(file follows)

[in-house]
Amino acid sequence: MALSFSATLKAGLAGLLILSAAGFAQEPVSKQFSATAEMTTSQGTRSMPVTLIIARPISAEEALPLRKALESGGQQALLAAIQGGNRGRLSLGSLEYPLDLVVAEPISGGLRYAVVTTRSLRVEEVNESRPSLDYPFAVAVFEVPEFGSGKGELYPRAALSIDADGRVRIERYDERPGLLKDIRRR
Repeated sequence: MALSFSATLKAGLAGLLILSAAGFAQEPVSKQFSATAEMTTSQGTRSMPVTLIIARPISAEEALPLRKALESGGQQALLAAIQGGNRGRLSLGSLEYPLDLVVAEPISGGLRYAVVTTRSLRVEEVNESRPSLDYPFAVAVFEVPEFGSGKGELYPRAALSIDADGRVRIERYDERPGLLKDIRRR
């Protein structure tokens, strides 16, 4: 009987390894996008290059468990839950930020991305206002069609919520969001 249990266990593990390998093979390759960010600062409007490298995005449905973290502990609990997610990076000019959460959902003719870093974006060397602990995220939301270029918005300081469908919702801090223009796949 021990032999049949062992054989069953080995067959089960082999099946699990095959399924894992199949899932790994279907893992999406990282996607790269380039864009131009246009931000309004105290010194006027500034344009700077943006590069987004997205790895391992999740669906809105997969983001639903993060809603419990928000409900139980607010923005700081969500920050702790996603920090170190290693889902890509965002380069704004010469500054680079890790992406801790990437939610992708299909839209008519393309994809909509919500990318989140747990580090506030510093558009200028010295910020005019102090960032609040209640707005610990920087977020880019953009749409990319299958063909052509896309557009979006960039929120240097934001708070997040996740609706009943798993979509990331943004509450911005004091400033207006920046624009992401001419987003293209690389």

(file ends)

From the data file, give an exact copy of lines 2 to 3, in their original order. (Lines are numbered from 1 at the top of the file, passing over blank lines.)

Amino acid sequence: MALSFSATLKAGLAGLLILSAAGFAQEPVSKQFSATAEMTTSQGTRSMPVTLIIARPISAEEALPLRKALESGGQQALLAAIQGGNRGRLSLGSLEYPLDLVVAEPISGGLRYAVVTTRSLRVEEVNESRPSLDYPFAVAVFEVPEFGSGKGELYPRAALSIDADGRVRIERYDERPGLLKDIRRR
Repeated sequence: MALSFSATLKAGLAGLLILSAAGFAQEPVSKQFSATAEMTTSQGTRSMPVTLIIARPISAEEALPLRKALESGGQQALLAAIQGGNRGRLSLGSLEYPLDLVVAEPISGGLRYAVVTTRSLRVEEVNESRPSLDYPFAVAVFEVPEFGSGKGELYPRAALSIDADGRVRIERYDERPGLLKDIRRR